I have read on Wikipedia (https://en.wikipedia.org/wiki/Compton_wavelength) that we cannot measure the position of a particle more precise than half of its Compton wavelength, since the photon we would need will be so energetic to produce electron-positron pairs.

How does the creation of electron-positron pairs lead to uncertainty? Does this this fundamentally and in principle limit our possible knowledge of a particle's position?


1 Answer 1


Consider a particle of mass m confined in a box of length L, the uncertainty in the momentum is of the order $\Delta p \geq \frac{\hbar}{L} $. Relativistically, energy and momentum are on the same footing. So, uncertainty in the energy is of the order $\Delta E \geq \frac{\hbar c}{L}$. When the uncertainty in the energy exceeds $2mc^2$ ($ L = \frac{\hbar}{mc})$ it is possible to create particle anti-particle pairs from the vacuum.

Thus, there is a high probability that we will detect particle-antiparticle pairs swarming the original particle at length scales smaller than the Compton wavelength $\frac{\hbar}{mc}$. The notion of a single, localized particle breaks down completely below the Compton wavelength.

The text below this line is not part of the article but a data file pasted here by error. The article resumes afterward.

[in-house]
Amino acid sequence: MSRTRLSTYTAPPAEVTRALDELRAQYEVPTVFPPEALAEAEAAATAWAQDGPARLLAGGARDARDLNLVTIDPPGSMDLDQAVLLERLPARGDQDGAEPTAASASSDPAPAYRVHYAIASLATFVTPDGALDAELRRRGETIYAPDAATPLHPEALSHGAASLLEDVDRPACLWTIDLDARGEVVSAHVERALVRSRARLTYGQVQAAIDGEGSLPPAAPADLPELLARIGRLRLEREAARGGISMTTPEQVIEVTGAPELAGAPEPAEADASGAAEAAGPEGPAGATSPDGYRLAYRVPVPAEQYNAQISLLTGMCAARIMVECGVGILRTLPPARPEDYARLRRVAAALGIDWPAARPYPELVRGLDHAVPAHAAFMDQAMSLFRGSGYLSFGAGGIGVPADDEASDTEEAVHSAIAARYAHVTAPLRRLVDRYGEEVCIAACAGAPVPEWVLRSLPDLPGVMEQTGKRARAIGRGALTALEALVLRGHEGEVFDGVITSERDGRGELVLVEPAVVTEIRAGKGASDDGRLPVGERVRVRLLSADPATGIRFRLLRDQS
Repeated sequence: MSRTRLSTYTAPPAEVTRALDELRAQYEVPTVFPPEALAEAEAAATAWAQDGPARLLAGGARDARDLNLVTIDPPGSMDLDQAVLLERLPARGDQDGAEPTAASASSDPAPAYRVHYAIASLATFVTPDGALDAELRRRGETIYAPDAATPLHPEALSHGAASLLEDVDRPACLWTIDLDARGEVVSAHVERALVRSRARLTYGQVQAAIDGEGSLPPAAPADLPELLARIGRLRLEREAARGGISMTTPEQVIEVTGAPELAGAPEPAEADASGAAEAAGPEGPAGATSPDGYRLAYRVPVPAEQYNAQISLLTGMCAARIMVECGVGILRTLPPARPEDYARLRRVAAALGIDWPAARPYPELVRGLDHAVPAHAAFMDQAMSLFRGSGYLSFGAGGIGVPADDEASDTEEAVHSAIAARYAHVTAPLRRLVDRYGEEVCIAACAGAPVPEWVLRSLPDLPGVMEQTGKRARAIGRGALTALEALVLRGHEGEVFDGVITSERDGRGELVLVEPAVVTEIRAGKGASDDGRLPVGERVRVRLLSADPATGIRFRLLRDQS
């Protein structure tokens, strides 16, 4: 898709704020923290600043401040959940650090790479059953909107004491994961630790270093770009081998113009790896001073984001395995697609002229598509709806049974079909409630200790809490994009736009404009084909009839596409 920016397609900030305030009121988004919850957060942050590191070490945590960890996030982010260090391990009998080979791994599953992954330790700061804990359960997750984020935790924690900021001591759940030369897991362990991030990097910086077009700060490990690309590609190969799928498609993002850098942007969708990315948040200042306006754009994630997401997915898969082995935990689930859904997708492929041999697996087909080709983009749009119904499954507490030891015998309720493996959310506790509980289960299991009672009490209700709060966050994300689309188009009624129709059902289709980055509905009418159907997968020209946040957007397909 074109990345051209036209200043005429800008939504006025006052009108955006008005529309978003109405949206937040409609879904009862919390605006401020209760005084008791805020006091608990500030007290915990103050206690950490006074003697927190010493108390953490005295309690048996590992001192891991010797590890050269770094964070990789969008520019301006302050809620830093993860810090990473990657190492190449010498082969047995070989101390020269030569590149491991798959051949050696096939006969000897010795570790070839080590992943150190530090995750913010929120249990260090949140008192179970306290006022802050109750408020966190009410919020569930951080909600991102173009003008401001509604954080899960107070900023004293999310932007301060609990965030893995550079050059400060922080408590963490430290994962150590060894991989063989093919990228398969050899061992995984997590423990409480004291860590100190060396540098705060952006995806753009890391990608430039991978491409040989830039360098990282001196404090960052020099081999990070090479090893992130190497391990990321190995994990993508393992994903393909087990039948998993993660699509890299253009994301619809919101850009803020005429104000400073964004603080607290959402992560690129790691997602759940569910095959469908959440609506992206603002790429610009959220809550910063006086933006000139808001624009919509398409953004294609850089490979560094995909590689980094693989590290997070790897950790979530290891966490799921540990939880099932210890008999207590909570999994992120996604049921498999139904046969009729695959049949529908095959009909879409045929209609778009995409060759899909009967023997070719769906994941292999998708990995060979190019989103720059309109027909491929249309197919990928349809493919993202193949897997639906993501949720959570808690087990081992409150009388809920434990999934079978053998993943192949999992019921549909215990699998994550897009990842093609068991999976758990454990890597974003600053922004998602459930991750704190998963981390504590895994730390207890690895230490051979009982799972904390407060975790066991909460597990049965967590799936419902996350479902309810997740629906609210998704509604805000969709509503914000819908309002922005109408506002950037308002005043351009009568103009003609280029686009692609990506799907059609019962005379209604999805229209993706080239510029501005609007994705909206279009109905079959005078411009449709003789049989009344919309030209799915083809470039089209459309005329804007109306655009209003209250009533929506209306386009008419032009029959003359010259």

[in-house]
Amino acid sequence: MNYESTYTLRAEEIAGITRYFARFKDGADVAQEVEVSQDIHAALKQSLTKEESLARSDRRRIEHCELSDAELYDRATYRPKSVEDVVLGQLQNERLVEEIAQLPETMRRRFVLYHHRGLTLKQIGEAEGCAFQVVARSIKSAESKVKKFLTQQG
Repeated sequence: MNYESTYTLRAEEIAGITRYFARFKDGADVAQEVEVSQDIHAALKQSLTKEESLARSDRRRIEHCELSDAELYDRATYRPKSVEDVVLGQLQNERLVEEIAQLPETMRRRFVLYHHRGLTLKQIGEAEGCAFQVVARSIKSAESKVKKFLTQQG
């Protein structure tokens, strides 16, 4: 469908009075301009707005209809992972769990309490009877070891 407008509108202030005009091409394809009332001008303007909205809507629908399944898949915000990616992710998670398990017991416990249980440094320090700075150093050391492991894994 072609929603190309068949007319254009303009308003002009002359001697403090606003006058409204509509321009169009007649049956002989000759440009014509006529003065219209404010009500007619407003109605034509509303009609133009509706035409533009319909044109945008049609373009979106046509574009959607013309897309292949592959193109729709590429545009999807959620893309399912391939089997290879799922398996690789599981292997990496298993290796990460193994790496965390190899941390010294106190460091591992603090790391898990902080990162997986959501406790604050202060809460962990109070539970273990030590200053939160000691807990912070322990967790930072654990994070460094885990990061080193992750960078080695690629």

Have a look at these lecture notes from where I have sourced this answer: http://www.damtp.cam.ac.uk/user/tong/qft/one.pdf

  • $\begingroup$ Thanks. Why exactly does creation of particle-antiparticle pairs lead to uncertainty in the measurement of the position? $\endgroup$
    – Alex L
    Apr 25, 2019 at 6:28
  • $\begingroup$ The original particle loses an independent existence as is no longer localized but a swarm of particles and antiparticles. Since the particle itself does not exist (as a particle) it does not have a 'position'. $\endgroup$ Apr 25, 2019 at 7:10
  • $\begingroup$ Doesn't the measuremnt give any information about the positions of the produced pairs? $\endgroup$
    – Alex L
    Apr 25, 2019 at 15:13
  • $\begingroup$ @KishoreIyer, do you mean $\Delta E \geq \frac{\hbar c}{L}$? $\endgroup$
    – S. McGrew
    Apr 25, 2019 at 15:58
  • $\begingroup$ I'm sorry, have corrected it. Thanks for pointing it out. $\endgroup$ Apr 26, 2019 at 8:40

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